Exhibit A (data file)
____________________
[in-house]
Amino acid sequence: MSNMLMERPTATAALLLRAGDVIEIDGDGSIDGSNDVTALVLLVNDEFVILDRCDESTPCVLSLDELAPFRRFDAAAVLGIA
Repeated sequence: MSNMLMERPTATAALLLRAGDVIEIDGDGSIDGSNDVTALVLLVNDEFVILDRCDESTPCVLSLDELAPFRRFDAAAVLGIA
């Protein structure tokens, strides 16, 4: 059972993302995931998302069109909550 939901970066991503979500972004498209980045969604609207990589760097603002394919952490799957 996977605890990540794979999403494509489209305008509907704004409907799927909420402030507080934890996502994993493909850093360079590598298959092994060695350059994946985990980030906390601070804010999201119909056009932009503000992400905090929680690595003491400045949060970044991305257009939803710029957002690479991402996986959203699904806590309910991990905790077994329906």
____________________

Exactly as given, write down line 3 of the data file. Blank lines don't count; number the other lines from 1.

Repeated sequence: MSNMLMERPTATAALLLRAGDVIEIDGDGSIDGSNDVTALVLLVNDEFVILDRCDESTPCVLSLDELAPFRRFDAAAVLGIA